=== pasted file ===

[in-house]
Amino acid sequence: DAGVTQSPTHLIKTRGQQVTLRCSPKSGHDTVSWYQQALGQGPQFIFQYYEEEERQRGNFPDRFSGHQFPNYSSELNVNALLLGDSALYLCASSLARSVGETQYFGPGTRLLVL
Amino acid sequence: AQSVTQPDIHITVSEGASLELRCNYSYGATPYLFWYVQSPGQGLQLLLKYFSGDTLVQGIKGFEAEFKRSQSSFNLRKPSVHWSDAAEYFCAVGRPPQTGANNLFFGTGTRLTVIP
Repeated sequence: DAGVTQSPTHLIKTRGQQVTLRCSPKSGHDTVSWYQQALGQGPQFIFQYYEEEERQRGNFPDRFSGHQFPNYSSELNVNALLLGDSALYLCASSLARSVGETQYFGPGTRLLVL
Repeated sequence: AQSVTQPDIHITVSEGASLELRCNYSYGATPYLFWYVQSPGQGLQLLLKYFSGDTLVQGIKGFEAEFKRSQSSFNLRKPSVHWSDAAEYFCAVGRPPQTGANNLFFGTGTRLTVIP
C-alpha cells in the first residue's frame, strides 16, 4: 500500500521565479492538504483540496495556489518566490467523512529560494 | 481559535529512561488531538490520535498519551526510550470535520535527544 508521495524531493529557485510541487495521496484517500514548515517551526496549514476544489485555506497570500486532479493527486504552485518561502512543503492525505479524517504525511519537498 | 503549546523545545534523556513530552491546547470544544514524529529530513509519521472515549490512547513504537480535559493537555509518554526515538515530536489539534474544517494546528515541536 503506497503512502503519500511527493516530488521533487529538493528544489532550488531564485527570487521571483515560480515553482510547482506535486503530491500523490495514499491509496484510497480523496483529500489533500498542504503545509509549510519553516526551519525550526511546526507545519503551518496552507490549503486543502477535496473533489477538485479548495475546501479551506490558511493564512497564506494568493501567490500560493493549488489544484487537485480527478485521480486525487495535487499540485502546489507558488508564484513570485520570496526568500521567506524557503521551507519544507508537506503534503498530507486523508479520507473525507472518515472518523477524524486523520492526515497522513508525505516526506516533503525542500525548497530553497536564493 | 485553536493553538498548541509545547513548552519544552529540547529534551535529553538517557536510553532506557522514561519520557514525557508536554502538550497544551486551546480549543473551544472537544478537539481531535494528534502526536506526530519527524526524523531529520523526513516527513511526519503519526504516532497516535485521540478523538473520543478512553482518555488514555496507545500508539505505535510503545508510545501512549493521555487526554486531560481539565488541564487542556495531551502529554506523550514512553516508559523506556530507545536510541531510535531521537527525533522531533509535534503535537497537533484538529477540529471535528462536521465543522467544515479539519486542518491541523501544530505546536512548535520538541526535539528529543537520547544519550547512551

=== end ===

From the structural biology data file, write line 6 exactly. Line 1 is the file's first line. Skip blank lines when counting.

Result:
C-alpha cells in the first residue's frame, strides 16, 4: 500500500521565479492538504483540496495556489518566490467523512529560494 | 481559535529512561488531538490520535498519551526510550470535520535527544 508521495524531493529557485510541487495521496484517500514548515517551526496549514476544489485555506497570500486532479493527486504552485518561502512543503492525505479524517504525511519537498 | 503549546523545545534523556513530552491546547470544544514524529529530513509519521472515549490512547513504537480535559493537555509518554526515538515530536489539534474544517494546528515541536 503506497503512502503519500511527493516530488521533487529538493528544489532550488531564485527570487521571483515560480515553482510547482506535486503530491500523490495514499491509496484510497480523496483529500489533500498542504503545509509549510519553516526551519525550526511546526507545519503551518496552507490549503486543502477535496473533489477538485479548495475546501479551506490558511493564512497564506494568493501567490500560493493549488489544484487537485480527478485521480486525487495535487499540485502546489507558488508564484513570485520570496526568500521567506524557503521551507519544507508537506503534503498530507486523508479520507473525507472518515472518523477524524486523520492526515497522513508525505516526506516533503525542500525548497530553497536564493 | 485553536493553538498548541509545547513548552519544552529540547529534551535529553538517557536510553532506557522514561519520557514525557508536554502538550497544551486551546480549543473551544472537544478537539481531535494528534502526536506526530519527524526524523531529520523526513516527513511526519503519526504516532497516535485521540478523538473520543478512553482518555488514555496507545500508539505505535510503545508510545501512549493521555487526554486531560481539565488541564487542556495531551502529554506523550514512553516508559523506556530507545536510541531510535531521537527525533522531533509535534503535537497537533484538529477540529471535528462536521465543522467544515479539519486542518491541523501544530505546536512548535520538541526535539528529543537520547544519550547512551